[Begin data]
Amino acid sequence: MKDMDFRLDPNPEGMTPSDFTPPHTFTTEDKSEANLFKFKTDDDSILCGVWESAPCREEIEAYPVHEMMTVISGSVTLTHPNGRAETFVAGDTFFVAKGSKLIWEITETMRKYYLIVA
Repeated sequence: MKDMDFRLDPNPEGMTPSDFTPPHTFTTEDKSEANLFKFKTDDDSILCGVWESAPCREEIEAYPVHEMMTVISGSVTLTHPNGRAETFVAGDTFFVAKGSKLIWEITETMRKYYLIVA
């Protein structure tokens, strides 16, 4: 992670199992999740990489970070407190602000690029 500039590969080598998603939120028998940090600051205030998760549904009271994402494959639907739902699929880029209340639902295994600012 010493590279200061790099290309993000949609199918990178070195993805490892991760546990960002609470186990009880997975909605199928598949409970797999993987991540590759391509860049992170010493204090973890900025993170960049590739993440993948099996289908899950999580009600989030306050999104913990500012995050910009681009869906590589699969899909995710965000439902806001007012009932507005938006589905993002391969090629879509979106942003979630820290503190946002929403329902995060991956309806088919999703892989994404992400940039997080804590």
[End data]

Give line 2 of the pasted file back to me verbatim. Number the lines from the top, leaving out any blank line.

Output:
Repeated sequence: MKDMDFRLDPNPEGMTPSDFTPPHTFTTEDKSEANLFKFKTDDDSILCGVWESAPCREEIEAYPVHEMMTVISGSVTLTHPNGRAETFVAGDTFFVAKGSKLIWEITETMRKYYLIVA